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Published on Monday, May 4, 2020

Don't fall foul of GDPR during lockdown



Phil Parkinson, head of commercial law at Blacks Solicitors, discusses General Data Protection Regulation compliance and the implications of working from home for the travel sector during lockdown





These are exceptional times, with emergency legislation leading to significant impacts across all aspects of society including travel, businesses and the economy. We've experienced a huge range of unprecedented measures to limit the pandemic such as social lockdown, closure of borders and businesses entering administration.


UK businesses, in particular travel, retail, hospitality and leisure, have struggled to navigate these changes. The current public health emergency has meant that many organisations are facing staff shortages, limited operating capacity, and acute financial pressures impacting their finances and cash flows.


This has led to a large proportion of the UK's workforce being furloughed, however for some organisations in the travel sector, the continuation of work is crucial, and employees are now working from home.


Even for those who are used to it, working from home can raise new issues. Employers and employees must work together to ensure they are meeting legal requirements, continuing to deliver results and maintaining morale.


GDPR
During this time it's crucial that organisations and professionals in the industry preserve the trust of their clients, suppliers and customers in order to maintain cash flow. GDPR must continue to be a key focus for employers and employees to ensure that the sensitive information held by the company is kept secure.


A breach in GDPR during this difficult time could be catastrophic for a significant number of organisations with the potential for fines of up to £10m or 2% of annual global turnover1. This could leave the travel industry crippled and unable to make the most of the travel resurgence post-pandemic.


The flexibility of the law enables the regulation of GDPR to continue whilst recognising the unique challenges currently facing businesses. This includes the reduction in resources and staffing, which could impact the ability to comply with aspects of GDPR and freedom of information (FOI), such as how quickly FOI requests are handled.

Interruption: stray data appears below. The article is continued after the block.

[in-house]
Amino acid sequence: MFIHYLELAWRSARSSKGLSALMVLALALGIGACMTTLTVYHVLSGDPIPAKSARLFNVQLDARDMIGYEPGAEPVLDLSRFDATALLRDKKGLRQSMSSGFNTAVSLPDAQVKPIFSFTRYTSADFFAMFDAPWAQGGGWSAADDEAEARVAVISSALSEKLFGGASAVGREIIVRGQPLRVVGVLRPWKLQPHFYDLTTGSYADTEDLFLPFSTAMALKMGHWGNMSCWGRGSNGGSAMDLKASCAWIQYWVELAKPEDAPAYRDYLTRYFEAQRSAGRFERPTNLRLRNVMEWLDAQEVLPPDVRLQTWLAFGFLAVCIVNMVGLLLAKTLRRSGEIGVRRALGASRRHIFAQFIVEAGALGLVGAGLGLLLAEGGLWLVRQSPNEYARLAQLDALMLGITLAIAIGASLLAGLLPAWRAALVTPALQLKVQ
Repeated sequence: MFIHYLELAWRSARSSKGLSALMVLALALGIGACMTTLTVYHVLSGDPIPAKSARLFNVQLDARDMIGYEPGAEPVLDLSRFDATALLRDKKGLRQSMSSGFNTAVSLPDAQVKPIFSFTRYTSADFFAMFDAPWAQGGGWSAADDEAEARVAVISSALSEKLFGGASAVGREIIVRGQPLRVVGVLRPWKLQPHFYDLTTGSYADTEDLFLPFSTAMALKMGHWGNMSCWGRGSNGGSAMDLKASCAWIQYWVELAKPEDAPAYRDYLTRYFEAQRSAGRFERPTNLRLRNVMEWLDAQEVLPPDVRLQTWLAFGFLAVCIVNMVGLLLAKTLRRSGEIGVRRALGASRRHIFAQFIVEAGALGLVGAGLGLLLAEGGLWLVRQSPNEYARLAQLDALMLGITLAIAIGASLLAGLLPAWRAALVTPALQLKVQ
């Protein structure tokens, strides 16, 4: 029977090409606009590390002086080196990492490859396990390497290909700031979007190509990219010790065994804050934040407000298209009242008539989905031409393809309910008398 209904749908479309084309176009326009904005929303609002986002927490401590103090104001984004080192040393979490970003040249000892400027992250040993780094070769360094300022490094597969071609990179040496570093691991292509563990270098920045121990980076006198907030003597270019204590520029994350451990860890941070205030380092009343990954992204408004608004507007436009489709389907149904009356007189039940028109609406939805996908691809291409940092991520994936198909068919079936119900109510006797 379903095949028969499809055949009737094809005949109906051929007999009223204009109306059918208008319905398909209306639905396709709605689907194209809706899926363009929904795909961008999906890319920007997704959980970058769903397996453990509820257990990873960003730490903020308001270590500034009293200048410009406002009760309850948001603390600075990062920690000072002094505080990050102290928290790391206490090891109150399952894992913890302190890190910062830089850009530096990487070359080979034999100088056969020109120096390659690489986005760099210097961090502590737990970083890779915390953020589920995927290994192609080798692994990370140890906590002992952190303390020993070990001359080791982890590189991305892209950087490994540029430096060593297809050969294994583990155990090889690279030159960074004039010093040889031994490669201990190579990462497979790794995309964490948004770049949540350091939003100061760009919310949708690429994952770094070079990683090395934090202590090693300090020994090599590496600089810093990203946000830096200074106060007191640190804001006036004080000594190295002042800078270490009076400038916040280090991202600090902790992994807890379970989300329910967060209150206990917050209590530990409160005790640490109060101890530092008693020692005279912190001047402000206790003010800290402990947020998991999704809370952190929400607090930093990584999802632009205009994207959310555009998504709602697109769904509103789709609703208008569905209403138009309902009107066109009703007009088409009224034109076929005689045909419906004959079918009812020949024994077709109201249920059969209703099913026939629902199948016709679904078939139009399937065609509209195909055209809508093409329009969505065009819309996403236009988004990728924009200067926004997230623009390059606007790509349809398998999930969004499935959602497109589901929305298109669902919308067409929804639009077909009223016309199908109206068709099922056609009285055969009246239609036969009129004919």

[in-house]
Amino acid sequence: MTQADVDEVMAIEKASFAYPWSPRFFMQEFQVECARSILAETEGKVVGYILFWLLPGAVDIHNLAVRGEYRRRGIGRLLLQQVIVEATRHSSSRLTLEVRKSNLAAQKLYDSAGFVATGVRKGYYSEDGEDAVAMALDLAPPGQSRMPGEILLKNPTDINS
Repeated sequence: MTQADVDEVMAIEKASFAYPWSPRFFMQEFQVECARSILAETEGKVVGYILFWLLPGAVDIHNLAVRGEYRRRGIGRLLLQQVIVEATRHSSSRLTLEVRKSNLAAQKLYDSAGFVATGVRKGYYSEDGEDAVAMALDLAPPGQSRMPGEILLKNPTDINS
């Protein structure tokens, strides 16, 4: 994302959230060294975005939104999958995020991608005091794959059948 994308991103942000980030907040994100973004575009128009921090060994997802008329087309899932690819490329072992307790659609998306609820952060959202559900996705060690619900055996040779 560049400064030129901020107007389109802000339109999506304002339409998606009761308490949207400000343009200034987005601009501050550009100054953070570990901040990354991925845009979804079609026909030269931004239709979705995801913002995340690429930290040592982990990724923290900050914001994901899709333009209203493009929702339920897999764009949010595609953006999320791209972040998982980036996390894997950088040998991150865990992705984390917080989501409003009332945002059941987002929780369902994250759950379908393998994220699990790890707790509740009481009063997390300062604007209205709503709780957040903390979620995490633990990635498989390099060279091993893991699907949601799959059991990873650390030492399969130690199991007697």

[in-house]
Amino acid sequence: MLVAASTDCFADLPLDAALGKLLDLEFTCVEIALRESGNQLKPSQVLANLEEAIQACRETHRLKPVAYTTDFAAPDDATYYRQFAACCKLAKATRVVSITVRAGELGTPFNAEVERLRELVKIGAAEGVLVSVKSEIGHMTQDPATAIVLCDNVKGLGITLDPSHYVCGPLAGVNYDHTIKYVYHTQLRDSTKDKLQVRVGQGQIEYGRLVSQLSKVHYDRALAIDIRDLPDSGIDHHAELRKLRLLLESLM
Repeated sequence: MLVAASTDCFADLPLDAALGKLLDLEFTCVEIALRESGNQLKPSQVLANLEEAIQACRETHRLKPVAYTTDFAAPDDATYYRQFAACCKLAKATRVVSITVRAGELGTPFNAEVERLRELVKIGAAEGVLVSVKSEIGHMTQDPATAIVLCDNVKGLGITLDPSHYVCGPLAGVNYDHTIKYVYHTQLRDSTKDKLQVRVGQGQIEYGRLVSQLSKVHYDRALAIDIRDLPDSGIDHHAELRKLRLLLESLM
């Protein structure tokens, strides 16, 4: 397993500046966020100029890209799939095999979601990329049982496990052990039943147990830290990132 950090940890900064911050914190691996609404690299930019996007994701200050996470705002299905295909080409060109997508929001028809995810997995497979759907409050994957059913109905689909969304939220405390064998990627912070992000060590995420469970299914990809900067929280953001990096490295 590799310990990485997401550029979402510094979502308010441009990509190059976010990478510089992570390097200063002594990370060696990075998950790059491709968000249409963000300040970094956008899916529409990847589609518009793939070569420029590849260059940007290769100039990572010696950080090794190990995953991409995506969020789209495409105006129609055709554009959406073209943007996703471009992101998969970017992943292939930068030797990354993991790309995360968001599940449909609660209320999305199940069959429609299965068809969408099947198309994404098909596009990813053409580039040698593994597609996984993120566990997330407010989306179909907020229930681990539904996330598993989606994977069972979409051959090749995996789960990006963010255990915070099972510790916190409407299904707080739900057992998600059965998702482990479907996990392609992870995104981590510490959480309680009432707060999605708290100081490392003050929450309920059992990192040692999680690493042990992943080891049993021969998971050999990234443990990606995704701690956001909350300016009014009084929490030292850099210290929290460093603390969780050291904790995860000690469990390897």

IT departments should be hard at work reviewing procedures and security to enable people to successfully work from home without breaching data protection. If the department is struggling, outside help should be used to ensure connections are as secure as possible.


It may be that companies already have policies in place for working from home, but all businesses owners and employers must communicate to staff how they can protect data and make sure that all decisions are recorded so that information is available at the conclusion of the emergency.


Even if there is no formal policy, whilst this is being set up an email or correspondence should be shared with staff, highlighting issues to be aware of and how these can be combated.


What staff need to know
If employees are using their own equipment at home, everything should be password protected and no passwords should be given to a third party. Furthermore, for people living with others, the computer in use should always be locked when leaving the room.


Where possible, documents should not be sent to private emails as these are much more likely to be insecure. Instead, employees should keep all business property, including documents, confidential and to a work email.


Employees should also be conscious when discussing client or business issues over the phone, and, if at all possible, ensure that the conversation takes place in a location where they cannot be overheard.


Employers and business owners should make sure to regularly reiterate this advice, or give employees further explanations or information if they are unsure about keeping data safe.


As with all unprecedented situations such as a pandemic, the societal and economic changes taking place will have far reaching and significant consequences for the travel industry. However, if business owners and employers keep their workforce aware of important updates and methods of protecting data, working from home should not impact the day-to-day running of most organisations.


 



 

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